“The only way we can really tackle the associated increase in road traffic commuting to and via Guildford is to be bold and look seriously at reopening the route. Yes, there are challenges but the potential benefits far outweigh the negatives. A regular, reliable route would reduce pressure on roads, potentially cut commuting times, reduce pollution and build a truly 21st-century transport network across Guildford and beyond.

“I encourage residents to attend the ETRA event.”

“Susan Parker (GGG, Send) said: “The key rail links seem to be those that connect with London – both best served and maintained and most rapid. While rail is a good means of transport, some of these lines may be controversial since old rail links have now become cycle tracks and so on.”

According to Wikipedia: “Guildford station was to have been the southern terminus for the proposed Heathrow Airtrack rail service. The project, promoted by BAA, envisaged the construction of a spur from the Waterloo to Reading Line to Heathrow Airport, creating direct rail links from the airport to Guildford, Waterloo, Woking and Reading.

“‘Airtrack’ was planned to open in 2015, subject to government approval. In April 2011, BAA announced that it was abandoning the project, citing the unavailability of government subsidy and other priorities for Heathrow, such as linking to Crossrail and HS2.”

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Responses to Transport Campaign Group Calls for the Reopening of the Guildford-Cranleigh-Horsham Line

  1. David Wragg Reply

    October 1, 2018 at 12:12 pm

    Much of this line is single track, and in places there has been development on the line, so re-opening could be very expensive. In addition to the need for a second tunnel south of Guildford Station, there is the question of the junction with the main line, and the junction with the Redhill line is set to become busier as there are plans to double the number of trains from Reading to Gatwick Airport.

    A single track railway tends to be unreliable unless frequencies are very low.

  2. Frank Phillipson Reply

    October 2, 2018 at 8:03 pm

    I don’t think that David Wragg is correct in his assertions. I believe that when built, the Horsham and Guildford Direct Railway, although laid as single track, was in fact built to be able to take double track. I am not aware of any incursions by development on the track bed that would preclude the restoration of the railway.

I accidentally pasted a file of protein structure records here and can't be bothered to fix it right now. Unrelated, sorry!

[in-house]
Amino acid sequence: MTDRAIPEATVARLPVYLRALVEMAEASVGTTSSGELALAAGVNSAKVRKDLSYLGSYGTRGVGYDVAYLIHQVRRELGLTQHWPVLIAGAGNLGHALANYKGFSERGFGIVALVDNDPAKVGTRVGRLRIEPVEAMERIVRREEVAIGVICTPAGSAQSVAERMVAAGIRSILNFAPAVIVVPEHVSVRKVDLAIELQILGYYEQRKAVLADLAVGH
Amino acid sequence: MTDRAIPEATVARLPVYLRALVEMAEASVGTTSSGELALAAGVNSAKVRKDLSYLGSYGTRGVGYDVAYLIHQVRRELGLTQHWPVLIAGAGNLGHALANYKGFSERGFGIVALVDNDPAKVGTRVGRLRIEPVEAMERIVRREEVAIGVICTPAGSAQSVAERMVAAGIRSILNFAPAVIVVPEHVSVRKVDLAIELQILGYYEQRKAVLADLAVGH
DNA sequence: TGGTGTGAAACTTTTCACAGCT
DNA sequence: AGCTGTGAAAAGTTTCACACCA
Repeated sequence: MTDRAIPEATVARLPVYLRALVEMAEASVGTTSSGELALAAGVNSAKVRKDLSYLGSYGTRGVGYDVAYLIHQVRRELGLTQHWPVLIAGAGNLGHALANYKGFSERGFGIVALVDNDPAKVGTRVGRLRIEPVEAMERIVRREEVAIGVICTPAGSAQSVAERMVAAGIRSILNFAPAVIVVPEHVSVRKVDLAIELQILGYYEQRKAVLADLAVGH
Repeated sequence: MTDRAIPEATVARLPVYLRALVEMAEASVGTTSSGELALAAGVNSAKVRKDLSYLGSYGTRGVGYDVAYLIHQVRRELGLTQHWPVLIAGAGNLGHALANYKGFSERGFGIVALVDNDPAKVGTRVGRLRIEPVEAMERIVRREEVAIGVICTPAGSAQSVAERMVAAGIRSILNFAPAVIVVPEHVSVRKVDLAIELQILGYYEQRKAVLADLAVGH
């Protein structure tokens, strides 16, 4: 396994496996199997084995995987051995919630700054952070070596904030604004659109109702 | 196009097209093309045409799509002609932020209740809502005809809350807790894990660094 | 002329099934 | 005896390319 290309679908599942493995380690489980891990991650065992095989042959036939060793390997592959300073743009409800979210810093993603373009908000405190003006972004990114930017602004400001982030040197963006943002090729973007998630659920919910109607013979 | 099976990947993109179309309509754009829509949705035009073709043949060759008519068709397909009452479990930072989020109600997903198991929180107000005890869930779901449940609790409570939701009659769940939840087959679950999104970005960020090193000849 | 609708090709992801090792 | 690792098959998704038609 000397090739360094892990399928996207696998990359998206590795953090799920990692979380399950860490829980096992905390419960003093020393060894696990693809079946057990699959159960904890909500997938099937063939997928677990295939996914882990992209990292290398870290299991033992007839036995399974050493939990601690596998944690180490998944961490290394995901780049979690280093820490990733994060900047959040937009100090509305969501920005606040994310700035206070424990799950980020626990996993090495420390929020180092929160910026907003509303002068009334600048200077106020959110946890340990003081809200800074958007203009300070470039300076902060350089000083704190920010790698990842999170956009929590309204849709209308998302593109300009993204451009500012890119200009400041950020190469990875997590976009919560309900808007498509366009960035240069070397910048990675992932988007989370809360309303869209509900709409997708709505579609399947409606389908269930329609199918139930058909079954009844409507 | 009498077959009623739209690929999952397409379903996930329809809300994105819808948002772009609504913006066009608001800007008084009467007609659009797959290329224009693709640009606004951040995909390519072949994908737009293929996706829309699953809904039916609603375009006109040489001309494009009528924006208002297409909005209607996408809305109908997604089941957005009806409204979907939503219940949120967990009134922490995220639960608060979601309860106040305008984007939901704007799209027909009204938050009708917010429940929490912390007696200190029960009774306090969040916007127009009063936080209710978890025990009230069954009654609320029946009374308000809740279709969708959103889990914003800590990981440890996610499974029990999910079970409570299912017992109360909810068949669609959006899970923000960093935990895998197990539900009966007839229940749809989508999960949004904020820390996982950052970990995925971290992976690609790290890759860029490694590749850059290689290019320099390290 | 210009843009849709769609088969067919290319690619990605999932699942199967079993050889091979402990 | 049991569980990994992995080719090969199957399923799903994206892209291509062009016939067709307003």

If he is talking about the Cranleigh station site which has been built on, a new station doesn’t have to be on the same site as the original station.

    Also, there would be no need for a second tunnel south of Guildford station. There are parts of Network Rail where 24 trains per hour are planned. The line would have a junction only with the Portsmouth line and as I have said above this would not be a problem as regards capacity. Even if the number of trains on the Reading – Redhill were increased I still doubt that there would be a problem.

    Single track lines are not necessarily unreliable. This line would be relatively short in length with, perhaps at the most, a half hourly service.

  3. David Wragg Reply

    October 3, 2018 at 12:39 pm

    Much really depends on the number, location and length of passing loops if the line is rebuilt as single track. Finding a new site for the station at Cranleigh could be a problem. I realise that the only junction will be with the Portsmouth Direct, but trains off the Horsham line will still have to cross the Redhill line junction.

    • Paul Robinson Reply

      October 3, 2018 at 9:02 pm

      This isn’t rocket science. You have the passing loops at the stations just like they did before.

      As for the Redhill line junction, back when the Horsham line was operational the Redhill line had a lot of freight traffic and the two lines coped with passing over the junction. All that freight traffic has regrettably gone now – it’s all on the M25 – so any increase in the number of passenger trains on the Redhill line will be no different to the freight traffic of old with regard to the junction.

  4. Jim Allen Reply

    October 3, 2018 at 11:59 pm

    24 years ago a survey of the need to open this line was claimed to have occurred. But they never asked the people of Cranleigh of which, at the time, all those years ago, I was one. Only after the announcement of the results did we residents know it had occurred. If “model shift” is demanded of us then it must be reopened, no ifs no buts.

  5. Michael Ney Reply

    October 6, 2018 at 5:48 pm

    An alternative would be to use light rail – a tramway – similar to the Wimbledon to Croydon tram. It is “standard gauge” and comes into Wimbledon station then travels on dedicated tracks and roadways through Croydon and on to Addington. This would mean rebuilt bridges could be lighter and level crossings at, for instance at Bramley, could be light-controlled rather than gated. A spur line could also run to Dunsfold airfield to service the new development there.